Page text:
Sod Turning for Hanlon Creek Business Park

Tonight, we did a sod-turning for the Hanlon Creek Business.  Servicing will begin next month and continue through the winter.  Servicing close to the environmentally-sensitive areas will not occur until we complete addtional monitoring in collaboration with the Ministry of Natural Resources.

These are my speaking notes for the event:

Good evening everyone, and thank you very much for coming to our official groundbreaking for the Hanlon Creek Business Park!

Thank you for accepting our invitation to be here to day. It is great to see so many business and community leaders out to support this important project.

In addition to all the people Peter mentioned, I’d like to thank and recognize the Members of City Council in attendance: Bob Bell, Ian Findlay, June Hofland, Vicki Beard, Christine Billings, Leanne Piper, Lise Burcher, and Gloria Kovach. Councillors Karl Wettstein, Kathleen Farrelly, Maggie Laidlaw and Mike Salisbury wanted to attend, but had scheduling conflicts and send their sincere regrets.

The Hanlon Creek Business Park is unanimously supported by this City Council. And, it has involved decision making from four terms of Council.

There has been a lot of discussion about this project over the past several months. Some of that discussion has been accurate and balanced – but a lot of it has not. So this evening, I’d like to provide some of the facts:

  •  This development will create good local jobs – about 10,000 of them.  That means more Guelphites will be able to live and work in our community, instead of commuting. And, we won’t need to sprawl outside our boundaries to accommodate our job targets under Places to Grow. 
  •  The business park will attract investment, providing business tax revenue to fund City services.
  •  This will be a new kind of business park, with an environmental design that is a model for others across Ontario.
  •  Its design comes after nearly a decade of studies and consultation.

Key features of the design include:

  • Protection of the heritage maple grove;
  • Restoration of 10 acres of meadowlands;
  • Protection of Provincially Significant Wetlands;
  • Protection of groundwater quantity and quality; and,
  • Increasing the tree canopy from 26% to 35%.

In fact, we will be making a number of improvements to a site that, over the years, has been subject to farming with pesticides and fertilizer applications; alterations to natural drainage patterns; and the introduction of non-native plants, which now dominate the site.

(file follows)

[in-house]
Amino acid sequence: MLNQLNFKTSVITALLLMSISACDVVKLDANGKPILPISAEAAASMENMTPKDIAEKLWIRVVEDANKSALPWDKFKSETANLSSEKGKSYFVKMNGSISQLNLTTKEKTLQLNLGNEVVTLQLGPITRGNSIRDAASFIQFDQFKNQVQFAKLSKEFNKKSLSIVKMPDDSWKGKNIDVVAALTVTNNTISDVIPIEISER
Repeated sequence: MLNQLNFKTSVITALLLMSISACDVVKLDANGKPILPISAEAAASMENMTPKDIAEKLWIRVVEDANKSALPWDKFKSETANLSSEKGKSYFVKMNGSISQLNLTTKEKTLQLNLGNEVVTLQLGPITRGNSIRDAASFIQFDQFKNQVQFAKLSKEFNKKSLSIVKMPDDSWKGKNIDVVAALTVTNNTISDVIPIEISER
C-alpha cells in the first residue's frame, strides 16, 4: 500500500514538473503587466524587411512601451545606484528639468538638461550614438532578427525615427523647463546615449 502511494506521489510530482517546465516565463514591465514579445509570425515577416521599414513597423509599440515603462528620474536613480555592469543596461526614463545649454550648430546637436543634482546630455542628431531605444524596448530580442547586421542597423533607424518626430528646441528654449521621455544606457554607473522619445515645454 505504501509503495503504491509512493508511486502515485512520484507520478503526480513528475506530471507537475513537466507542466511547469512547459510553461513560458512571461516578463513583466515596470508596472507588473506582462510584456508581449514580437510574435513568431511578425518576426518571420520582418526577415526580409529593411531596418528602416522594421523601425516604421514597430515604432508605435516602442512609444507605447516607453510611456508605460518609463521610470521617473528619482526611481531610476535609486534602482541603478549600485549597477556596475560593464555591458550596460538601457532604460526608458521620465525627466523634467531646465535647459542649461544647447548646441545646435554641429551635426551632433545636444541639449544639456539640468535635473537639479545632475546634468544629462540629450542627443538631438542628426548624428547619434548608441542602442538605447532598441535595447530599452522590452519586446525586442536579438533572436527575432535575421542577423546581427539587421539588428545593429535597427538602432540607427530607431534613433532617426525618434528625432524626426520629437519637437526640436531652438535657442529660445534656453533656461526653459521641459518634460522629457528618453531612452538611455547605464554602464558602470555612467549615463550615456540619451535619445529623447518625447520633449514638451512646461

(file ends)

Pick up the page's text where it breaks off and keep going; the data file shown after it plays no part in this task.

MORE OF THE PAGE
Sometimes, I’m asked why Council can’t simply re-open this project and start again. The answer is quite simple. In 2006, the Ontario Municipal Board Minutes of Settlement were signed by the City and a number of other parties. The City of Guelph is legally bound to meet its obligations under this agreement. And there are other obligations as well that we cannot ignore. We have committed millions of dollars to this project – dollars that we plan to recoup through the sale of City-owned land in the business park.

If we don’t develop and sell the land, Guelph taxpayers are on the hook for those millions of dollars. And, we will have no debt capacity for other projects that are waiting in the wings.

In essence, this project is about balance and fairness.

Building a balanced tax base brings fairness and affordability to residential taxpayers.

Growing local jobs means that the investments we make today are fair to our children in the future.

Respecting all voices and balancing different points of view ensures a fair and democratic decision making process.

That democratic process involved many of you here tonight. It included six study groups; an OMB hearing; a Public Liaison Committee; the Kortright Hills Community Association; the Environmental Advisory Committee; and the Economic Development Advisory Committee. It involved working closely with the Ministry of Natural Resources and the Grand River Conservation Authority.  Thirteen elected members of City Council voted for this project. The Federal government has supported it with more than $620,000 in funding. The Provincial government is cost-sharing with the City on the Laird interchange and has expressed its support.

I think the fact that so many of you have come out on a chilly October evening to celebrate this groundbreaking speaks volumes about the level of support this project has in the community.

I want to thank each and every one of you for the roles you are playing to make this business park project such an outstanding one.

No one likes conflict so your participation today is particularly appreciated.  For those of us who have dedicated a significant portion of our lives to democratic principles of inclusion and engagement, we find the circumstances under which we are required to meet tonight uncomfortable and troubling. 

This is, regretfully, an invitation-only event.  While invitation-only sod turnings are not unusual, this one had to be so.

Healthy debate and dissent is one thing.  However, when it crosses the line, these are the real repercussions when illegal activities, harassment and even the perception of intimidation attempt to undermine the democratic process and community decision making and why we can only ever have zero tolerance for this type of behaviour in a civil society.

Thank you.

About Karen Farbridge

An unwavering change maker seeking a just, democratic and sustainable world.

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One Comment on “Sod Turning for Hanlon Creek Business Park”

  1. Paul Crawford Says:

    Today was a victory of democracy over anarchy. It was an honour to be at the sod turning today to watch history in the making that will benefit Guelph for generations to come. Thank you Mayor Farbridge.

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